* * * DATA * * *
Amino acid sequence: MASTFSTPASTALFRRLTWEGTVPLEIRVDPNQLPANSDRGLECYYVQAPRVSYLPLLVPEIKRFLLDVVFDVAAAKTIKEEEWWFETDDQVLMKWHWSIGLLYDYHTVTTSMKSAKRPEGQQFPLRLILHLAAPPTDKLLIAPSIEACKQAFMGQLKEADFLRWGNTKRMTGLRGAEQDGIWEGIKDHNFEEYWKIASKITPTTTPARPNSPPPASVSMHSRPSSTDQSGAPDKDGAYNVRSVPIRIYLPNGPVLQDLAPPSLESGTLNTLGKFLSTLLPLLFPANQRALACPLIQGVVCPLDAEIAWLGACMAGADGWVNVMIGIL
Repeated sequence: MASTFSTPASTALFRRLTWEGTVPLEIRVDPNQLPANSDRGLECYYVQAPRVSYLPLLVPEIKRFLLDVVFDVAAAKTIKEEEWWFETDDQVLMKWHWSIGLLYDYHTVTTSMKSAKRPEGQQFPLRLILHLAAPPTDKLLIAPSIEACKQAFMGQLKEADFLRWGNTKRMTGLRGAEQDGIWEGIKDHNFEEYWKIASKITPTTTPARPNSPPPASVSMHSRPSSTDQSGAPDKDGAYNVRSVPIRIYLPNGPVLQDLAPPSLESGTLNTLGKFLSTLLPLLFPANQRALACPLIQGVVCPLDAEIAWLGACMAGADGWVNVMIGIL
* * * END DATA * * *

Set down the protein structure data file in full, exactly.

Amino acid sequence: MASTFSTPASTALFRRLTWEGTVPLEIRVDPNQLPANSDRGLECYYVQAPRVSYLPLLVPEIKRFLLDVVFDVAAAKTIKEEEWWFETDDQVLMKWHWSIGLLYDYHTVTTSMKSAKRPEGQQFPLRLILHLAAPPTDKLLIAPSIEACKQAFMGQLKEADFLRWGNTKRMTGLRGAEQDGIWEGIKDHNFEEYWKIASKITPTTTPARPNSPPPASVSMHSRPSSTDQSGAPDKDGAYNVRSVPIRIYLPNGPVLQDLAPPSLESGTLNTLGKFLSTLLPLLFPANQRALACPLIQGVVCPLDAEIAWLGACMAGADGWVNVMIGIL
Repeated sequence: MASTFSTPASTALFRRLTWEGTVPLEIRVDPNQLPANSDRGLECYYVQAPRVSYLPLLVPEIKRFLLDVVFDVAAAKTIKEEEWWFETDDQVLMKWHWSIGLLYDYHTVTTSMKSAKRPEGQQFPLRLILHLAAPPTDKLLIAPSIEACKQAFMGQLKEADFLRWGNTKRMTGLRGAEQDGIWEGIKDHNFEEYWKIASKITPTTTPARPNSPPPASVSMHSRPSSTDQSGAPDKDGAYNVRSVPIRIYLPNGPVLQDLAPPSLESGTLNTLGKFLSTLLPLLFPANQRALACPLIQGVVCPLDAEIAWLGACMAGADGWVNVMIGIL